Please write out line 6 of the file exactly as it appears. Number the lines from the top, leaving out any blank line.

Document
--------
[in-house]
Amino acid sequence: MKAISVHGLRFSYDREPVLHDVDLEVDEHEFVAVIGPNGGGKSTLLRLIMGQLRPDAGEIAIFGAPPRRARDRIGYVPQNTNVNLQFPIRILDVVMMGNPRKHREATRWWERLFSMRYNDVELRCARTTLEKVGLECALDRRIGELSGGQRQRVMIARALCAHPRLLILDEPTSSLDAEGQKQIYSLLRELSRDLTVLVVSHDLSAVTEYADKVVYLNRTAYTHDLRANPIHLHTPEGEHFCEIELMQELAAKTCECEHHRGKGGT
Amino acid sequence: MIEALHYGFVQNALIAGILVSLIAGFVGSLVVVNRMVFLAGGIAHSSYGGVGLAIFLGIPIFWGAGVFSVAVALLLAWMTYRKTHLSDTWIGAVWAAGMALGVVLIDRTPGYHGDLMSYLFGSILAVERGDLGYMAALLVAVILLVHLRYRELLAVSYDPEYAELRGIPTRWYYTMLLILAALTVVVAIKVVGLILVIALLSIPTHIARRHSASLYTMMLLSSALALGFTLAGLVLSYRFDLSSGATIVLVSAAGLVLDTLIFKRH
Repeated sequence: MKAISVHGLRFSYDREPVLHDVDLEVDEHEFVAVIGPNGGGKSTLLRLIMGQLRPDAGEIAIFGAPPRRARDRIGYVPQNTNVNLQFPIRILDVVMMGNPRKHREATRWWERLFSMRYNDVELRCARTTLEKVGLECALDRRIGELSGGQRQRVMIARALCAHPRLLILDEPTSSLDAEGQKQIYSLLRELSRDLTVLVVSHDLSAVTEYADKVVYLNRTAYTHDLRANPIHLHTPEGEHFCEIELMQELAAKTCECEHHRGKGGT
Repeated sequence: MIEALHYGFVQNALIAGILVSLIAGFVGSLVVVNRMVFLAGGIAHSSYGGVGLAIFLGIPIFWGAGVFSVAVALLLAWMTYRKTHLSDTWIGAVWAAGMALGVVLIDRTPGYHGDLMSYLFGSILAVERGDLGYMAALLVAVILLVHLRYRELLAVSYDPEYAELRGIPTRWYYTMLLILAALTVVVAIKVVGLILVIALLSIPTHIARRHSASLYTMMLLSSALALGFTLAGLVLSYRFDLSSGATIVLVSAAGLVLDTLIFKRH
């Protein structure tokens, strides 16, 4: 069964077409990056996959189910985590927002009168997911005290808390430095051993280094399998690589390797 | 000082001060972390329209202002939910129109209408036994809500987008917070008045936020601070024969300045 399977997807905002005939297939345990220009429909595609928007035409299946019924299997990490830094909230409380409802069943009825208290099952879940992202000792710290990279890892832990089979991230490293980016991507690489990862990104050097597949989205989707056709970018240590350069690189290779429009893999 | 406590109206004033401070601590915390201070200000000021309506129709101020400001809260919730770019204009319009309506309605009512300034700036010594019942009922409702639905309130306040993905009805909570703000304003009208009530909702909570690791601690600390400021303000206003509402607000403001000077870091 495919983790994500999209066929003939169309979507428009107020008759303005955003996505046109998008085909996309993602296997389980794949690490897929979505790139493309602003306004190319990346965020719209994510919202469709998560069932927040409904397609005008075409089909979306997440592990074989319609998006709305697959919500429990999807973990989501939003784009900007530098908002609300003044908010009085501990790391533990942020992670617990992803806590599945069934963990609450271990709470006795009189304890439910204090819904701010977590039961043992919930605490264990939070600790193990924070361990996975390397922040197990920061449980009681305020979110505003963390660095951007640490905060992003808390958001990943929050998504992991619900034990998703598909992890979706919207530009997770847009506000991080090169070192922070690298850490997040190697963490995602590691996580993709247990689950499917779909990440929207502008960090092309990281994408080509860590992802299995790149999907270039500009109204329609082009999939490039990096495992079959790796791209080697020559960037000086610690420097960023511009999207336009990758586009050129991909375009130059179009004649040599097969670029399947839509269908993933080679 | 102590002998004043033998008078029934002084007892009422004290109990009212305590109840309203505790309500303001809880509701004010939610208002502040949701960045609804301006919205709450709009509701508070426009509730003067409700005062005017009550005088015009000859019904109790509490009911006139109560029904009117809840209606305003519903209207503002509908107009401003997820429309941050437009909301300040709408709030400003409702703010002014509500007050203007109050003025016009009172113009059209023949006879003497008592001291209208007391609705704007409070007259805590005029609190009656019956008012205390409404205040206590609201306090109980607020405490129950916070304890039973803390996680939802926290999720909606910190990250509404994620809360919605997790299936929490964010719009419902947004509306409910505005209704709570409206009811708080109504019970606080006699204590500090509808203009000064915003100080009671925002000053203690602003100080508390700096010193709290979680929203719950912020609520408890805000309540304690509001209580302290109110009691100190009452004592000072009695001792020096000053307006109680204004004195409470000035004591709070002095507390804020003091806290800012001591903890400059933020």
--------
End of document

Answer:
């Protein structure tokens, strides 16, 4: 069964077409990056996959189910985590927002009168997911005290808390430095051993280094399998690589390797 | 000082001060972390329209202002939910129109209408036994809500987008917070008045936020601070024969300045 399977997807905002005939297939345990220009429909595609928007035409299946019924299997990490830094909230409380409802069943009825208290099952879940992202000792710290990279890892832990089979991230490293980016991507690489990862990104050097597949989205989707056709970018240590350069690189290779429009893999 | 406590109206004033401070601590915390201070200000000021309506129709101020400001809260919730770019204009319009309506309605009512300034700036010594019942009922409702639905309130306040993905009805909570703000304003009208009530909702909570690791601690600390400021303000206003509402607000403001000077870091 495919983790994500999209066929003939169309979507428009107020008759303005955003996505046109998008085909996309993602296997389980794949690490897929979505790139493309602003306004190319990346965020719209994510919202469709998560069932927040409904397609005008075409089909979306997440592990074989319609998006709305697959919500429990999807973990989501939003784009900007530098908002609300003044908010009085501990790391533990942020992670617990992803806590599945069934963990609450271990709470006795009189304890439910204090819904701010977590039961043992919930605490264990939070600790193990924070361990996975390397922040197990920061449980009681305020979110505003963390660095951007640490905060992003808390958001990943929050998504992991619900034990998703598909992890979706919207530009997770847009506000991080090169070192922070690298850490997040190697963490995602590691996580993709247990689950499917779909990440929207502008960090092309990281994408080509860590992802299995790149999907270039500009109204329609082009999939490039990096495992079959790796791209080697020559960037000086610690420097960023511009999207336009990758586009050129991909375009130059179009004649040599097969670029399947839509269908993933080679 | 102590002998004043033998008078029934002084007892009422004290109990009212305590109840309203505790309500303001809880509701004010939610208002502040949701960045609804301006919205709450709009509701508070426009509730003067409700005062005017009550005088015009000859019904109790509490009911006139109560029904009117809840209606305003519903209207503002509908107009401003997820429309941050437009909301300040709408709030400003409702703010002014509500007050203007109050003025016009009172113009059209023949006879003497008592001291209208007391609705704007409070007259805590005029609190009656019956008012205390409404205040206590609201306090109980607020405490129950916070304890039973803390996680939802926290999720909606910190990250509404994620809360919605997790299936929490964010719009419902947004509306409910505005209704709570409206009811708080109504019970606080006699204590500090509808203009000064915003100080009671925002000053203690602003100080508390700096010193709290979680929203719950912020609520408890805000309540304690509001209580302290109110009691100190009452004592000072009695001792020096000053307006109680204004004195409470000035004591709070002095507390804020003091806290800012001591903890400059933020």